31
Population Pyramids for Anglo and Hispanic
Ethnic Groups in Texas, 2000
Anglo
Hispanic
Male Female
Male Female
32
Educational Attainment Concerns
  • Hispanics are much less likely to complete HS
    (62.8) than Blacks (86.8) or Whites (94)
  • Hispanic drop out rates (28.6) are twice as high
    as Blacks and four time higher than Whites
  • Hispanic and Black 15-17 year olds are more
    likely to be below modal grade
  • Hispanics HS grads are less likely to be enrolled
    in college than Blacks or Whites and much less
    likely to have received a Bachelors degree.

33
A Changing Texas Labor Market (7)
  • 11. A changing industry mix is resulting in
    changing occupational demand and skill sets, with
    an emphasis on lifelong learning.

34
Projected Fastest Growing Occupations BLS
National 2000-2010
  • Fastest Growing
  • Computer Software Engineers Applications
  • Computer Support Specialists
  • Computer Software Engineers Systems
  • Network Administrators
  • Systems Communication Analyst
  • Desktop Publishers
  • Database Administrators
  • Personal Home Care Aides
  • Computer Systems Analysts
  • Medical Assistants
  • Adding Most Jobs
  • Fast food Prep Wrkers
  • Customer Service Reps
  • Registered Nurses
  • Retail Sales Workers
  • Computer Support Specialists
  • Cashiers, ex. Gaming
  • General Office Clerks
  • Security Guards
  • Software Applications Engineers
  • Waiter/Waitress

35
Occupational Growth in Texas Fastest Growing
2000-2010
  • 8. Database Administrators
  • 9. Medical Records Technician
  • 10. Social Services Assistants
  • 11. Special Education Teachers
  • 12. Computer Systems Analysts
  • 13. Medical Assistants
  • 14. Physician Assistants
  • 15. Information Systems Mgrs.
  • 1. Computer Support Specialists
  • 2. Computer Software Engineers, Apps
  • 3. Network Systems Administrators
  • 4. Desktop Publishers
  • 5. Computer Software Engineers, Systems
  • 6. Network Data Communications Analysts
  • 7. Computer Specialist, NEC

36
Occupational Growth in Texas Most Jobs Created
2000-2010
  • 1. Customer Service Representatives
  • 2. Food Prep and Serving Workers, Fast Food
  • 3. Child Care Workers
  • 4. Retail Salespersons
  • 5. Registered Nurses
  • 6. Cashiers
  • 7. Computer Support Specialists
  • 8. Office Clerks, General
  • 9. Waiters Waitresses
  • 10. General and Operations
    Managers
  • 11. Elementary School Teacher
  • 12. Teacher Assistants
  • 13. Secondary School Teacher
  • 14. Janitors and Cleaners
  • 15. Truck Drivers, Heavy and Tractor
    Trailer

37
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38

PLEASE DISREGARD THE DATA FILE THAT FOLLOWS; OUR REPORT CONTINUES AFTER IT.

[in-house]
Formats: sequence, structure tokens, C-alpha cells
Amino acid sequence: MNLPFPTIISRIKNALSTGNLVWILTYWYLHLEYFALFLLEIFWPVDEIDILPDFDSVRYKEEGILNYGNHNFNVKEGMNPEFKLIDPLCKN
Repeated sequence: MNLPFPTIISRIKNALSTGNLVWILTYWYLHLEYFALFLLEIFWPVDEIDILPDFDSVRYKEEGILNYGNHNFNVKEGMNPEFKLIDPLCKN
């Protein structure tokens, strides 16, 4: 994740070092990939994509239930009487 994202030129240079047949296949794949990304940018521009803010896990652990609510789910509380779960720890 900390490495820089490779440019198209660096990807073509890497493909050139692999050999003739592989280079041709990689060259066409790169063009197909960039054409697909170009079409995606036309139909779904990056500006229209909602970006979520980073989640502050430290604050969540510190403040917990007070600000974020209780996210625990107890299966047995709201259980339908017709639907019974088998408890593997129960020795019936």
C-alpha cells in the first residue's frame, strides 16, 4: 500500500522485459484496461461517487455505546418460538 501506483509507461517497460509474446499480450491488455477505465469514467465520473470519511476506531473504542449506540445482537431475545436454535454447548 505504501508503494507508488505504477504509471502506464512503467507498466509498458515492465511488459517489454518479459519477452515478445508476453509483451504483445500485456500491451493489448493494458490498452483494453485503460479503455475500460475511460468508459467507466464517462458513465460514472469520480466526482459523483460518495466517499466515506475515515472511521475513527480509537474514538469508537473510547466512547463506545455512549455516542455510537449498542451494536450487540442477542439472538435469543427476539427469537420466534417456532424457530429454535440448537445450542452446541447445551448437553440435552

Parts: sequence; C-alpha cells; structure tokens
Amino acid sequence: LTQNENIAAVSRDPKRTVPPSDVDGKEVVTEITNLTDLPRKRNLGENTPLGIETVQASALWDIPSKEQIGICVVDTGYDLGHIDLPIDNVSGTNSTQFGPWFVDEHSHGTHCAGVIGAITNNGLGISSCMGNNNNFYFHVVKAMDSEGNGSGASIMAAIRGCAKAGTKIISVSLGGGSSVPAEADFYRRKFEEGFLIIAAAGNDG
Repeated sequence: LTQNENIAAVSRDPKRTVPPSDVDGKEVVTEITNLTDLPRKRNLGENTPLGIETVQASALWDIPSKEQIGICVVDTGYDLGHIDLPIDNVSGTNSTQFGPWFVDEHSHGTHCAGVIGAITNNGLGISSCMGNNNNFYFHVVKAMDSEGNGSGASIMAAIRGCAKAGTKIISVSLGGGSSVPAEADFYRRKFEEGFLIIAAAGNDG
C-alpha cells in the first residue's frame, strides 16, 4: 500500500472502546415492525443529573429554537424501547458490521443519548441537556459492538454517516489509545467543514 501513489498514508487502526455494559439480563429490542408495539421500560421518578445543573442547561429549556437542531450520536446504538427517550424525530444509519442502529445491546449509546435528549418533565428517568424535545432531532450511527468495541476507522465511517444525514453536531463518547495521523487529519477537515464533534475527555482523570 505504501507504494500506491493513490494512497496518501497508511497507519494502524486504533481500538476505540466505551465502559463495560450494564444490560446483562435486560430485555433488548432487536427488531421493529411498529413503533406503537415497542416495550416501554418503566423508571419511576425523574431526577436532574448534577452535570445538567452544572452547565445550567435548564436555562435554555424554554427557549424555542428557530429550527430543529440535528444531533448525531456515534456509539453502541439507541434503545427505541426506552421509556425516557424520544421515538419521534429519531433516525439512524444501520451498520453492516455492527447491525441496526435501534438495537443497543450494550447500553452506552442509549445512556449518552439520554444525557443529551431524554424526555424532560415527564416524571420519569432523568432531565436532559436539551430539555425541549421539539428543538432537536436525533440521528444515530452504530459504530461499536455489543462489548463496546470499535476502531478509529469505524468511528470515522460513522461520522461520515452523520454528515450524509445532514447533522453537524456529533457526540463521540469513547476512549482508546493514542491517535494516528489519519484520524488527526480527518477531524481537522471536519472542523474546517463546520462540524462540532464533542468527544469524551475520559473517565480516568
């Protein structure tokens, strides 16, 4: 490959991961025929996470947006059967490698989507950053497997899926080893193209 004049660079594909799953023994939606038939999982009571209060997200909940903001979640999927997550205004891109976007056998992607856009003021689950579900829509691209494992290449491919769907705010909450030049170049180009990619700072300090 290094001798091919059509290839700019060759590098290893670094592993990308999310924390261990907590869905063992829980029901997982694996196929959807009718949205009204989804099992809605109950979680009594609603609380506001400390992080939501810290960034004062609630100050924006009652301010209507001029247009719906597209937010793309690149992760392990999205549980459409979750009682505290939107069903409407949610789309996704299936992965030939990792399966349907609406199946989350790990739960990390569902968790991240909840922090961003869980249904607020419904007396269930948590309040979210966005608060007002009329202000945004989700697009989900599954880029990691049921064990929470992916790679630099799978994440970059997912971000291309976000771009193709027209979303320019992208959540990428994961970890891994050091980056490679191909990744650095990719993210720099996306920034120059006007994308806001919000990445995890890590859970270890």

CDR Products and Services
39
Texas CARES 2002
40
Texas CARES
Career Alternatives Resource Evaluation
System
CD ROM and Internet Portal combine best of both
worlds
Formal Assessment Tools Interest
Profiler and Work Importance Locator
Occupational Information Covering State and
LWDBs, KSA, Educational Requirements and
Expected Job Outlook
Explore Occupations and Programs By Career
Clusters
Texas Employers With Contact Information,
Mapping
ONET 3.0 Databases with K,S,As
Evaluate Different Programs of Study, Career
Pathways, and Training Requirements-Explore
Occupations to Programs Relationships
Occupational, Texas College and Career
Preparation Videos
Compare Up to 4 Colleges or Occupations Side By
Side
41
Texas Job Hunters Guide
Career Development Resources
42
Succeed at Work
Workforce Magazine
Maintaining a Proper Attitude
Managing Your Career
Career Development Resources
Living a Balanced Life
Starting a New Job
Work Ethics
43
Licensed Occupations and Apprenticeship Program
Contacts in Texas
Career Development Resources
44
Starting the Conversation Parents Guide to
Student Career Development
Career Development Resources
45
Emerging and Evolving Occupations in Texas
Career Development Resources
46
Labor Specialists
NEW!
Essays on Labor Market Topics for
Workforce Planners or Case Workers
Technology Workers In The New Texas Economy
Career Development Resources
Student Follow-up
Biotechnology Impact On Emerging and Evolving
Occupations in Texas
47
Sources for LMI Data
  • 1. SOCRATES Website
  • http//socrates.cdr.state.tx.us
  • 2. TRACER
  • www.twc.state.tx.us/lmi/tracer/tracerhome.htm
  • 3. iOSCAR skills transferability system
  • www.iOSCAR.org
  • 4. Career Development Resources (CDR) Website
  • www.cdr.state.tx.us
  • 5. Career Development Resources (CDR) Hotline
  • 1-800-822-PLAN